Ground Control and I are going back to Kidderminster tomorrow to pick up the Sprinter (still loaded up with Chattie) after its service. A rather expensive service, as it turns out, but at least we know the Sprinter is good and roadworthy. We had to take it to the Mercedes-Benz dealer, and as I chatted to their Service Advisor, Andrew Brown, he said, ‘My father was in the RAF, too’. Turns out his father, Thomas Royster ‘Roy’ Brown, was a Ground Crew engineer with one of the reconnaissance squadrons. ‘In fact,’ said Andrew, ‘It’s funny you should come today, because I’ve got this with me; it’s from a Spitfire’ and he reached down beside the desk and picked up a piece of equipment that looked like something you might use for technical drawing. See photo:
Andrew Brown, with equipment from his father’s Spitfire reconnaissance squadron, used to translate the photographic information into accurate compass bearings and miles to target.
Andrew explained that his father worked on the photographs brought back by the reconnaissance Spitfires, taking the plates off the aircraft and analysing them, in order to work out the distances and degrees on the photographs and translate them into miles and readable navigation routes. These would then be fed back to the bomber squadrons, pinpointing the target and how they were going to reach it: a vital part of the ability of Bomber Command to get its planes to target successfully. This piece of equipment Andrew is holding, calibrated for this purpose, was used in this way by his father.
Meanwhile, Chattie is in good – if rather overwhelming – company!
I have been asked why I pictured my father with a Spitfire when he flew Mosquitos during the war. There are two answers to that. The first is that Dad flew 14 different aircraft altogether (not including different marks of aircraft). The second is that it’s not a Spitfire, it’s a Defiant. Boulton Paul Defiants flew in the Battle of Britain, but were better designed for attacking slower bombers than interception in fighter combat. Yes, there is a similarity of outline to the Spitfire, and this meant that they could masquerade as Hurricanes or Spitfires in a crowded sky but were marked out when German fighters found them on their own, and shot down easily. The tell-tale giveaway is the perspex blister behind the cockpit on top of the fuselage: a gun turret housing the gunner, which means that is therefore a two-man plane not a solo job like the Spit and Hurricane. Defiants suffered heavy losses in the Battle of Britain, see http://www.raf.mod.uk/history/boultonpauldefiant.cfm , but the time Dad flew them in July 1941 in 456 Squadron at RAF Valley in Anglesey, and then 256 Squadron at Squires Gate, Blackpool, they were being used as night-fighter planes, defending cities in the North West from German bombing, for which they were better suited. There were still problems with them, however, and they were not universally popular.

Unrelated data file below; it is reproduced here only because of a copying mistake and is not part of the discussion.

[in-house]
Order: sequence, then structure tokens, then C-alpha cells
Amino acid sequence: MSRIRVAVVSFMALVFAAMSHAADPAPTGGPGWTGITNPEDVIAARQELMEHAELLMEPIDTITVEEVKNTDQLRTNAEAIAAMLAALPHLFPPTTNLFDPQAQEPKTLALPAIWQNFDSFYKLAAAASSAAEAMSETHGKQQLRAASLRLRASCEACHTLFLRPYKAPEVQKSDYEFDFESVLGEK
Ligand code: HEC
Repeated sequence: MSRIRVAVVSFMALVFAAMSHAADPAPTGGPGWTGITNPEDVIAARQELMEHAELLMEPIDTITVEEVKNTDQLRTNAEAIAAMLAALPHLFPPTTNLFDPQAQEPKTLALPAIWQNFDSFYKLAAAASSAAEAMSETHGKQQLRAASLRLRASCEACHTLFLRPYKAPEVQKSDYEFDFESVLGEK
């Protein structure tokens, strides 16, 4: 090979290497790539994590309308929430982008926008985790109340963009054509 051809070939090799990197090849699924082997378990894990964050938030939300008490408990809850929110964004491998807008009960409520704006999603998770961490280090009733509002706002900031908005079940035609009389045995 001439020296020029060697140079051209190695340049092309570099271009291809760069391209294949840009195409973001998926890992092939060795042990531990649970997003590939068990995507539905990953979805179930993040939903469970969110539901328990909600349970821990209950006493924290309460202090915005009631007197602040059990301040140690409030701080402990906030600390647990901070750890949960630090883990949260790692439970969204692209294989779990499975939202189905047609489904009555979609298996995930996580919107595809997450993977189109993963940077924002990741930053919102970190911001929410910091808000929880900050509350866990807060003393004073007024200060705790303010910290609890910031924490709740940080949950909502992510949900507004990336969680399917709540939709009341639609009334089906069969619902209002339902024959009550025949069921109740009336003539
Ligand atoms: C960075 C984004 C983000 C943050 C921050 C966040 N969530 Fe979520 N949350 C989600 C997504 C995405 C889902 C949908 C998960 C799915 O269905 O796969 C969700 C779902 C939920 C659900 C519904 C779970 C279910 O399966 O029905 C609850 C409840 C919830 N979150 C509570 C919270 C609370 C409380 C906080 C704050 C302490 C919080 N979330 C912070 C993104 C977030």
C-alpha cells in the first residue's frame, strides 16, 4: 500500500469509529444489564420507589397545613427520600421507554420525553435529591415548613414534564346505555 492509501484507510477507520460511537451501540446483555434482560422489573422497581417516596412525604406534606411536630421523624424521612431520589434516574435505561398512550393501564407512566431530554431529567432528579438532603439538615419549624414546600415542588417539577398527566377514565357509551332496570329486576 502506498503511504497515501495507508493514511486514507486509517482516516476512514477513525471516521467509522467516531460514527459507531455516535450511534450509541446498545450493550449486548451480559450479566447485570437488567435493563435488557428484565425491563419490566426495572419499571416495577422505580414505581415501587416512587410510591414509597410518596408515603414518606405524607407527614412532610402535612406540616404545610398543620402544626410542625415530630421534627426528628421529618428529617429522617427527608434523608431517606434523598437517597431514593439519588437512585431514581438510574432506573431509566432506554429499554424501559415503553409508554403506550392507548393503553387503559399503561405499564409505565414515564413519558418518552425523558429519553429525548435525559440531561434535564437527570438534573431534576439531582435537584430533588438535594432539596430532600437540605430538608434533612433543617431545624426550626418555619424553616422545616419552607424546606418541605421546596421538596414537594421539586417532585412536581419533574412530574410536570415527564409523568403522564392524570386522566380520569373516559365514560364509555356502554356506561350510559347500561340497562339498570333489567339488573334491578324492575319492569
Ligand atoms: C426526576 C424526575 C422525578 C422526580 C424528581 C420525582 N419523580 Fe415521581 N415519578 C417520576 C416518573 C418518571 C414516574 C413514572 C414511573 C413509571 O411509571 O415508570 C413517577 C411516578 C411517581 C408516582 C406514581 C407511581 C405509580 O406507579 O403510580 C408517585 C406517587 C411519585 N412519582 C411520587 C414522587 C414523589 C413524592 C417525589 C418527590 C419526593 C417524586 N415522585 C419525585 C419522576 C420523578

The photo shows pilot Bryan Wild and his gunner, Stanley (Ack) Greenwood, preparing for take-off in a Defiant at Squires Gate, December 1941.
Dad also flew Hurricanes and a few Spitfires in his time, as well as the aforementioned Mosquito. ©Elizabeth Halls 2014